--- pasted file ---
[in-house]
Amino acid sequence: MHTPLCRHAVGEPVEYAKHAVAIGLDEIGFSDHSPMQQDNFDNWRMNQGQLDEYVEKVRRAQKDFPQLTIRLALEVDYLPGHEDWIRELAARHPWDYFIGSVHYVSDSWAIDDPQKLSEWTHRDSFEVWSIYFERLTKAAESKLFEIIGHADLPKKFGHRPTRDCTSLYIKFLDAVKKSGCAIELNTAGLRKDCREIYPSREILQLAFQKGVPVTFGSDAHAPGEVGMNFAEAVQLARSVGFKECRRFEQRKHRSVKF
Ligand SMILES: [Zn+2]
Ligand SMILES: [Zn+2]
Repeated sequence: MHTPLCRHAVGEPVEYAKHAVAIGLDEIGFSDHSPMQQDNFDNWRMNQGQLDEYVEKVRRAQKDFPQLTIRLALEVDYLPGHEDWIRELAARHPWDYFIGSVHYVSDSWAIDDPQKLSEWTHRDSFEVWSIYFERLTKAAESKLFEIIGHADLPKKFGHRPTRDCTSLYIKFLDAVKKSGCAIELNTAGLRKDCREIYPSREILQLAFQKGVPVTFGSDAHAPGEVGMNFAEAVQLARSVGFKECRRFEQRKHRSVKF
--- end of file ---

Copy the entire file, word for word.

[in-house]
Amino acid sequence: MHTPLCRHAVGEPVEYAKHAVAIGLDEIGFSDHSPMQQDNFDNWRMNQGQLDEYVEKVRRAQKDFPQLTIRLALEVDYLPGHEDWIRELAARHPWDYFIGSVHYVSDSWAIDDPQKLSEWTHRDSFEVWSIYFERLTKAAESKLFEIIGHADLPKKFGHRPTRDCTSLYIKFLDAVKKSGCAIELNTAGLRKDCREIYPSREILQLAFQKGVPVTFGSDAHAPGEVGMNFAEAVQLARSVGFKECRRFEQRKHRSVKF
Ligand SMILES: [Zn+2]
Ligand SMILES: [Zn+2]
Repeated sequence: MHTPLCRHAVGEPVEYAKHAVAIGLDEIGFSDHSPMQQDNFDNWRMNQGQLDEYVEKVRRAQKDFPQLTIRLALEVDYLPGHEDWIRELAARHPWDYFIGSVHYVSDSWAIDDPQKLSEWTHRDSFEVWSIYFERLTKAAESKLFEIIGHADLPKKFGHRPTRDCTSLYIKFLDAVKKSGCAIELNTAGLRKDCREIYPSREILQLAFQKGVPVTFGSDAHAPGEVGMNFAEAVQLARSVGFKECRRFEQRKHRSVKF